One look at San Pedro Volcano and it’s hard not to be tempted to want to climb it. When I was at Lake Atitlan, it was recommended not to attempt it due to the number of bandits hiding out on the trail ready to rob hikers as they made their way up.
Nowadays, it sounds like it’s safer as there are police posted along the well-maintained trail. That’s good because San Pedro is the easiest of Lake Atitlan’s 3 volcanoes to hike up.
The hike is still going to be strenuous. At 3,000 meters (10,000 feet), it will take most people 3 to 5 hours up and 2 to 4 hours down. A good friend of mine had to turn back halfway due to elevation sickness.
If you do accept the challenge, you’ll be rewarded with beautiful views. The volcano is taller than the surrounding mountains, so if it’s a clear day you can see a bit beyond the first mountain ridge.
Start early at 7:00 am so you can get to the top before the clouds set in and get back before sunset. Some people will even make it back around noon.
Bring lots of water and wear layers.
You can do the hike yourself or you can hire a guide. Check with Los Elementos Adventures for hiring a guide.
22. Hike up Volcano Atitlan
If San Pedro seems just a little too easy for you, then there’s always Volcano Atitlan. A climb up and down this volcano is the most challenging of the three. At 3,500 meters (11,600 feet), it’s higher and steeper than San Pedro and it’s got even grander views of the lake.
There are a few tour operators who offer both one-day and overnight hikes to the summit:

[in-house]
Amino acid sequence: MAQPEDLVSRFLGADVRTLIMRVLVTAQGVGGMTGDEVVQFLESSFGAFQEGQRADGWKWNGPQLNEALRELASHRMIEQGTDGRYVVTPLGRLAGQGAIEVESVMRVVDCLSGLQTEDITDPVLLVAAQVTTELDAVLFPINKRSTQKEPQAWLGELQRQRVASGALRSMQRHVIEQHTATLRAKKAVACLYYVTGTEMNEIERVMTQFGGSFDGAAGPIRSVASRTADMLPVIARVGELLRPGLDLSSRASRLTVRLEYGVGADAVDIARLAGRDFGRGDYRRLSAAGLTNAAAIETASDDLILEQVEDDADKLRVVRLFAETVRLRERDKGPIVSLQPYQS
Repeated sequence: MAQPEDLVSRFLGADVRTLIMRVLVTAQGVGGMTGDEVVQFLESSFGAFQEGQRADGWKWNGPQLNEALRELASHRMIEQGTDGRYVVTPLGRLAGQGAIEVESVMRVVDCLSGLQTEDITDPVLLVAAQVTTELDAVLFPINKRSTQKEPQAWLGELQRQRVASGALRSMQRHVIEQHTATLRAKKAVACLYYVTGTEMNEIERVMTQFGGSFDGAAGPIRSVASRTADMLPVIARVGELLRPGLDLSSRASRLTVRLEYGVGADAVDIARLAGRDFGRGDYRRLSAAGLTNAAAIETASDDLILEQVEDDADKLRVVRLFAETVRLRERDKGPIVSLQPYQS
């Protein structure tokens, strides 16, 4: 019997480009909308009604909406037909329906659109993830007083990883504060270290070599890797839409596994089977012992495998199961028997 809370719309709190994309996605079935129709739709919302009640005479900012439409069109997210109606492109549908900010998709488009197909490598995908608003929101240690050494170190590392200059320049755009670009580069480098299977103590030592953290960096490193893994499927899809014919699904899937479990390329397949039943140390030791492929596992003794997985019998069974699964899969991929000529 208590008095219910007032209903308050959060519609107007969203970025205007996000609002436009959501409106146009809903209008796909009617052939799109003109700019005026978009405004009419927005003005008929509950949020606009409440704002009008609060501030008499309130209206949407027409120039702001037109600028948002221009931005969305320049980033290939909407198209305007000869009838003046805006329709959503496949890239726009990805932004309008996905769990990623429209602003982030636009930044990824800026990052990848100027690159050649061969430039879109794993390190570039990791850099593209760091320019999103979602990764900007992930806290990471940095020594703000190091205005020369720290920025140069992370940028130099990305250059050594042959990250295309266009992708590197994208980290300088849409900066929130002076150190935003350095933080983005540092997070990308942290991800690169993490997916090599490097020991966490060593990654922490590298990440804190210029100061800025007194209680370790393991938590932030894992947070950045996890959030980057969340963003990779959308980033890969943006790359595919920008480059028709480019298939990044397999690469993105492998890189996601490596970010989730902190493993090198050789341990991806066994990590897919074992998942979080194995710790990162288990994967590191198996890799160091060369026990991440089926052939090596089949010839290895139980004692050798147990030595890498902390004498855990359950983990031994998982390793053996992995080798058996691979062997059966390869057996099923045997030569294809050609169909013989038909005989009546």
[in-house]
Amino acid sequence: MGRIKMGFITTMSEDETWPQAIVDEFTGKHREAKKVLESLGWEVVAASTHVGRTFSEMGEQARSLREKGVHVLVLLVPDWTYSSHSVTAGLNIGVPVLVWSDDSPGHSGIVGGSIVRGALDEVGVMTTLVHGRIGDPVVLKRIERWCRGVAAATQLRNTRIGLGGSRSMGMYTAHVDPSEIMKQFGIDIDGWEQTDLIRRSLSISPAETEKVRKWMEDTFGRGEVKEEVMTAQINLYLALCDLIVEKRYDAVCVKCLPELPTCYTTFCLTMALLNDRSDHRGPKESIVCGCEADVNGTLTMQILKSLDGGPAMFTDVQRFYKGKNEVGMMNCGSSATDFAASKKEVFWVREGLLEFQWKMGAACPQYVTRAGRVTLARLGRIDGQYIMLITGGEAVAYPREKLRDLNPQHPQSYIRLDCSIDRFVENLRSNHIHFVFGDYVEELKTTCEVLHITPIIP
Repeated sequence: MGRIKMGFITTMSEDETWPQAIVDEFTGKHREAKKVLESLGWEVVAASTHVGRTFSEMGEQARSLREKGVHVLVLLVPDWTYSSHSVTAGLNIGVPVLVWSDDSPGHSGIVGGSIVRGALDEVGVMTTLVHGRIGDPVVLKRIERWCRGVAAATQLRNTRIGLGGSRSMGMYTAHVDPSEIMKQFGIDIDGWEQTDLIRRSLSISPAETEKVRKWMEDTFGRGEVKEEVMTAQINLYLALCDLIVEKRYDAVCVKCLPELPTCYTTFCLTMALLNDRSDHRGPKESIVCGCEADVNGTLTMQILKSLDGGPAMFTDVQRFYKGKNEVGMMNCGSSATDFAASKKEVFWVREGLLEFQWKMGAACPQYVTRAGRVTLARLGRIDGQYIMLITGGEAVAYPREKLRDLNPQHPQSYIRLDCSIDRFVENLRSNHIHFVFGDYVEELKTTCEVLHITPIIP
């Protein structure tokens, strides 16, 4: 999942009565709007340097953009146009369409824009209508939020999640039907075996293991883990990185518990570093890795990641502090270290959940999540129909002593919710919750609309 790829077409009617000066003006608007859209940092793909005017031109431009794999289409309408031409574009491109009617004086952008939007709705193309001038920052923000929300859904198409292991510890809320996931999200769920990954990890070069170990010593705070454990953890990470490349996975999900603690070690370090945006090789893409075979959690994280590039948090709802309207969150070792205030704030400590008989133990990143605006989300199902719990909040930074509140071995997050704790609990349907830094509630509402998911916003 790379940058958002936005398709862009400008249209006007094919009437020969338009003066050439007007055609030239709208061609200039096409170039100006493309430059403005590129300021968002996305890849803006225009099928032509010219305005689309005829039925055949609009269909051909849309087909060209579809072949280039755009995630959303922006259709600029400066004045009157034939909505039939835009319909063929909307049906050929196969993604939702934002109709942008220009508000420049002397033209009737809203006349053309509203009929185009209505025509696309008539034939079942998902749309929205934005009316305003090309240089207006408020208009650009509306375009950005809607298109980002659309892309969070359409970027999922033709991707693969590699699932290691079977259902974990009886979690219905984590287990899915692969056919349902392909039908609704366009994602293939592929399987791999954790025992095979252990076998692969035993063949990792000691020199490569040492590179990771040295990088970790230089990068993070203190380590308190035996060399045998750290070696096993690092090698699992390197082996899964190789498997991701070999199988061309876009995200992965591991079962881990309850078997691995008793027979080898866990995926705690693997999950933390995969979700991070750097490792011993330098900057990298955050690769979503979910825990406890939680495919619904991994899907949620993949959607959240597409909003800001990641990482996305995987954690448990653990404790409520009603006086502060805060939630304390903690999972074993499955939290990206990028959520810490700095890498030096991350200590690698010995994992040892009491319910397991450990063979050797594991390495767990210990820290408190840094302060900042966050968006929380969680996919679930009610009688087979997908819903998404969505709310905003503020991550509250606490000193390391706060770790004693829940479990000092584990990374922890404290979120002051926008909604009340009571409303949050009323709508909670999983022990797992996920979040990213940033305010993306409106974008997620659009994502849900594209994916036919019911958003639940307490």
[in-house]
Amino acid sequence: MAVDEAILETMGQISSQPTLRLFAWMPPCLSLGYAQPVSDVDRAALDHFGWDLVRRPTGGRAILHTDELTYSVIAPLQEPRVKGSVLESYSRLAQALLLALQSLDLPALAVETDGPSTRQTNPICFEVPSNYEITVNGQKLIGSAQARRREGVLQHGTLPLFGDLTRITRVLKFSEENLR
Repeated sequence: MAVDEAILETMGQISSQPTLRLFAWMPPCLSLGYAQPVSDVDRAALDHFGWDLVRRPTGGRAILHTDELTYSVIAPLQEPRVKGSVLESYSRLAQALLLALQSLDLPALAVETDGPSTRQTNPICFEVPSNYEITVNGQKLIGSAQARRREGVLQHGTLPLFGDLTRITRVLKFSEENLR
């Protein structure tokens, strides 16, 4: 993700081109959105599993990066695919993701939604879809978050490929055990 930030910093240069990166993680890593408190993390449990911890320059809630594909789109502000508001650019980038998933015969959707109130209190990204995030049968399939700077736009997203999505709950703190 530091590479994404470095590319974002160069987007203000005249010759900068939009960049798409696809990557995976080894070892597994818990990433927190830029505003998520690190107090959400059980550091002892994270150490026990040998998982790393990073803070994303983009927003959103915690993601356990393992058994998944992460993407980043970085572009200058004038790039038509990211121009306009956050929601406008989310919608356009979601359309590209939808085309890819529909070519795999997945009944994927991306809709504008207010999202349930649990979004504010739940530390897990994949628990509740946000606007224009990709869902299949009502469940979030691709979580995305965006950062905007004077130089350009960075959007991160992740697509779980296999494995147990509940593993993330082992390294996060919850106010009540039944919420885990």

- Get Your Guide – Start at 6:00 am from Santiago. Get to the top at 11:00 am. Start the hike down at 12:00 pm and arrive back to Santiago at 3:00 pm.
- Rogers Tours – 2 days, 1 night – Departure: 6:00 a.m. to San Lucas Tolimán, you start out in the morning from San Lucas Toliman. Get to the summit in the afternoon. You’ll camp out overnight under the stars. Wake up the next morning to see the sunset. For the rest of the day, make your way down the volcano.
23. Tour Santa Cruz village with a local
Santa Cruz is a village situated high above Lake Atitlan. It’s a very local village with few tourists and so a visit is a great way to see an authentic Mayan way of life. The best way to explore the village is by joining a cultural tour.
Luckily, you’ve got a couple to choose from:
- Learn about the history and culture of Santa Cruz with Claudia Cumes. At 9:30 am every Friday, Claudia will take you to a weaving workshop, a tortilla-making business, and lunch at Sabor Cruceno. I have heard very good things about this tour from other travelers. Contact Claudia using WhatsApp: +502 4794-0816
- Los Elementos Adventure Center also takes travelers to visit Amigos de Santa Cruz, a non-profit organization that helps locals with childhood education and provides vocational training in the tourism industry. The tour also includes a meal prepared by the students. READ REVIEWS & BOOK TOUR HERE
24. Dine and drink with views of the lake
Don’t leave Lake Atitlan without having breakfast or lunch at Café Sabor Cruceno, a restaurant in Santa Cruz with the best food I had in Guatemala and million-dollar views of the lake.
The restaurant is run by a cooperative that trains locals to work in the tourism industry.
They serve traditional Guatemalan dishes like pepian. Expect to pay typical tourist prices–Q43 – Q55 (US$6 – $8) per dish.
Don’t skip dessert or the fruit drinks.
25. Take a Maya cooking class
COST: US$35 – $60 | TIME: half a day | LOCATION: Santa Cruz
One of the best things I did in Guatemala was to do a cooking class where I learned to make traditional Guatemalan dishes. I took my class in Antigua with Cuscun.
If you’re not able to make it to the one I did in Antigua, Lake Atitlan has a class that has gotten stellar reviews. The cooking class is run by the NGO, Amigos de Santa Cruz, the same group responsible for the excellent restaurant, La Sabor Crucenos.
26. Go kayaking
Kayaking is the perfect way to enjoy the lake, especially in the morning when there’s less boat traffic and the water is calmer.